PARIS & COPENHAGEN, Denmark—Onxeo S.A., an innovative company specialized in the development of orphan oncology therapeutics, has announced results from a preclinical study demonstrating that the synergistic effect of its lead signal-interfering DNA product candidate AsiDNA in combination with various products in the poly (ADP-ribose) polymerase (or PARP) inhibitor class of drugs is able to bypass the genetic restriction of PARP inhibitors.
The results of the study, which establish potential for rapid clinical translation, were recently published online in the article “Drug Driven Synthetic Lethality: bypassing tumor cell genetics with a combination of Dbait and PARP inhibitors” in Clinical Cancer Research with print issue publication to occur as well in the following weeks.
The study in metastatic melanoma characterized the DNA repair inhibition activity of AsiDNA and olaparib by monitoring DNA repair and DNA damage, and analyzed cell survival to standalone and combined treatments of 21 different tumor cell lines, including 12 breast cancer cell lines and three non-tumor cells.
Olaparib is a PARP inhibitor, blocking the enzyme PARP involved in tumor DNA repair, with efficacy validated in patients with BRCA gene mutation, leading to accumulation of DNA double-strand breaks which cannot be repaired. Olaparib is currently approved for women with BRCA-mutated advanced ovarian cancer.
“Olaparib is an inhibitor of PARP proteins, involved in the repair of single-strand breaks (SSBs). Inhibition of PARP lead to an accumulation of unrepaired SSBs, which are converted to double-strand breaks (DSBs) during the DNA replication (S phase of cell cycle). These DSBs are repaired by the homologous recombination repair pathway during the S phase,” says Onxeo’s Wael Jdey, one of the authors of the article. “However, in tumor cells deficient in this specific repair pathway, the resultant DSBs (very toxic DNA lesions) are not repaired, accumulate and lead ultimately to cell death. In fact, olaparib and other PARP inhibitors are efficient only in tumors deficient in the homologous recombination repair (essentially due to BRCA mutations), a phenomenon called synthetic lethality (between PARP inhibition and homologous recombination deficiency).”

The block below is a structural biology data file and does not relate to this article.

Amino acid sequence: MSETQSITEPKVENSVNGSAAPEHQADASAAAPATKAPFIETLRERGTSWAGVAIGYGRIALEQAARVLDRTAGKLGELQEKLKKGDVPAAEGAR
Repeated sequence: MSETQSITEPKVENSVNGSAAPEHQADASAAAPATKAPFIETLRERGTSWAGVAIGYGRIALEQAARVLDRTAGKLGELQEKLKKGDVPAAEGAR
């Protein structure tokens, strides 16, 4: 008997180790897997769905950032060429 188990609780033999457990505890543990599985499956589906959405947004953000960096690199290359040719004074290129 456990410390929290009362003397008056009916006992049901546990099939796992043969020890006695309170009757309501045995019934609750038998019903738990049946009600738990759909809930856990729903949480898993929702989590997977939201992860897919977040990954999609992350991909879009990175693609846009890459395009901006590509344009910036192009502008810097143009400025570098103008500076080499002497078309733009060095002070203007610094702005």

“AsiDNA is a double-strand DNA molecule mimicking DSBs. It acts as an agonist of DNA repair pathways, by hijacking and hyperactivating several DNA repair proteins. It induces a false DNA damage signaling and disturbs the recruitment of repair proteins to DNA damage sites. AsiDNA disturbs and inhibits essential DSBs repair pathways (homologous recombination repair and non-homologous end-joining repair) and SSB repair pathways,” Jdey tells DDNews.
Results showed that olaparib and AsiDNA prevent recruitment of different targeted repair enzymes to damaged sites, and the combination of both drugs increases the accumulation of unrepaired damage, resulting in a synergistic increase of cell death in all tumor cells. Synergistic efficacy of the combination treatment was observed in all tested tumor models regardless of BRCA status, while no increase of DNA damage or lethality was observed in healthy cells, suggesting a good safety and tolerability profile. Analysis also demonstrated different molecular mechanisms underlying the response to AsiDNA and olaparib, suggesting that drug resistance to the combination would be a very rare event.
“The PARP inhibitor olaparib is efficient only in a specific tumor population where the homologous recombination repair pathway is deficient,” Jdey explains. “As AsiDNA disturbs and inhibits the homologous recombination repair, it sensitizes all the tumors to PARP inhibitors, independently of their genetic status or their deficiency in the homologous recombination pathway. We called the synergy between olaparib and AsiDNA ‘drug-driven synthetic lethality,’ a unique mechanism of action and therapy technique in the field of DNA repair inhibition.”
“The combined treatment AsiDNA and olaparib was effective in different tumor types and effective independently of their genetic status: triple negative breast cancer, cervical cancer, head and neck cancer, glioblastoma, skin melanoma, colon cancer and blood cancers. The combined treatment was safe toward non-tumor cells and the healthy tissue.” The study also showed that the combination with AsiDNA is effective using six different PARP inhibitors, with no toxicity in non-tumor cells. “AsiDNA sensitizes tumors to different PARP inhibitors: olaparib, veliparib, rucaparib, iniparib, niraparib, talazoparib and AZD2461,” Jdey continues.
Dr. Graham Dixon, chief scientific officer of Onxeo, commented, “PARP inhibitors show significant benefit in cancer patients, but are mostly limited to tumors with BRCA mutations. AsiDNA breaks the cycle of tumor DNA repair by interfering upstream of the DNA repair process, thereby blocking multiple repair pathways and preventing repair regardless of genetic mutation. Combining AsiDNA with already well-researched and FDA-approved PARP inhibitors like olaparib presents a novel, clinically viable strategy with broad applicability. These preclinical results support Onxeo’s strategic assessment and advancement plan for AsiDNA, and bolster our options for continued clinical development of AsiDNA as a monotherapy and in combination with anti-cancer agents.”